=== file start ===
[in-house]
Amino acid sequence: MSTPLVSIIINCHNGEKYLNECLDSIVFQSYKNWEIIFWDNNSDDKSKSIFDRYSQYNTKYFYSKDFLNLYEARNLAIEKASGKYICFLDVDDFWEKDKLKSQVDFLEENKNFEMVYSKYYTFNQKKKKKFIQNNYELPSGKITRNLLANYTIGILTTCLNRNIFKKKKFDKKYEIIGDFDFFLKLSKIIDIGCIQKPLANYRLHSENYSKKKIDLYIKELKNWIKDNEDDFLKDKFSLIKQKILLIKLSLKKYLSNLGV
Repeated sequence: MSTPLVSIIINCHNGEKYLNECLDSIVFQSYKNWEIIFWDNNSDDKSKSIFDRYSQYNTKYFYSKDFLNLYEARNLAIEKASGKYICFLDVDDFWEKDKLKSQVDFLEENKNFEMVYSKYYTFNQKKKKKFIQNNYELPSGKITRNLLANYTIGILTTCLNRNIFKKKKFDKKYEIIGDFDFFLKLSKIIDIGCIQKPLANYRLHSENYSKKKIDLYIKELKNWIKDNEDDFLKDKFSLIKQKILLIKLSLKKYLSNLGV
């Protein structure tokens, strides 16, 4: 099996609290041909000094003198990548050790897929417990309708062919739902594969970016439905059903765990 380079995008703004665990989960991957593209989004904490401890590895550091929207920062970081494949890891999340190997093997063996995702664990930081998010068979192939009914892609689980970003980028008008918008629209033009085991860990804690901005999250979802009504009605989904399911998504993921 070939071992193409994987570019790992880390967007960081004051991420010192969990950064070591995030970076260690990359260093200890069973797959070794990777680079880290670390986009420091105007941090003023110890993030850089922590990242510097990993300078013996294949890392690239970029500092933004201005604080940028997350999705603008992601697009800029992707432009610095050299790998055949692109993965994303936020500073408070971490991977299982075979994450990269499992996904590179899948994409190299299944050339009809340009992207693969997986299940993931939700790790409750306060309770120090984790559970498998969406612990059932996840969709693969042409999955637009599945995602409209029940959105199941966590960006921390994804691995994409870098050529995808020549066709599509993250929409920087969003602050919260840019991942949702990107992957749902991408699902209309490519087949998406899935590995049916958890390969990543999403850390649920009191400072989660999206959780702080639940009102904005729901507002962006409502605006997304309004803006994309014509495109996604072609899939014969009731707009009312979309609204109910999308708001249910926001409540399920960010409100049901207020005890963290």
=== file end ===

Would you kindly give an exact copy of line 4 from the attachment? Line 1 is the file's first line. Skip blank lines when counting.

């Protein structure tokens, strides 16, 4: 099996609290041909000094003198990548050790897929417990309708062919739902594969970016439905059903765990 380079995008703004665990989960991957593209989004904490401890590895550091929207920062970081494949890891999340190997093997063996995702664990930081998010068979192939009914892609689980970003980028008008918008629209033009085991860990804690901005999250979802009504009605989904399911998504993921 070939071992193409994987570019790992880390967007960081004051991420010192969990950064070591995030970076260690990359260093200890069973797959070794990777680079880290670390986009420091105007941090003023110890993030850089922590990242510097990993300078013996294949890392690239970029500092933004201005604080940028997350999705603008992601697009800029992707432009610095050299790998055949692109993965994303936020500073408070971490991977299982075979994450990269499992996904590179899948994409190299299944050339009809340009992207693969997986299940993931939700790790409750306060309770120090984790559970498998969406612990059932996840969709693969042409999955637009599945995602409209029940959105199941966590960006921390994804691995994409870098050529995808020549066709599509993250929409920087969003602050919260840019991942949702990107992957749902991408699902209309490519087949998406899935590995049916958890390969990543999403850390649920009191400072989660999206959780702080639940009102904005729901507002962006409502605006997304309004803006994309014509495109996604072609899939014969009731707009009312979309609204109910999308708001249910926001409540399920960010409100049901207020005890963290």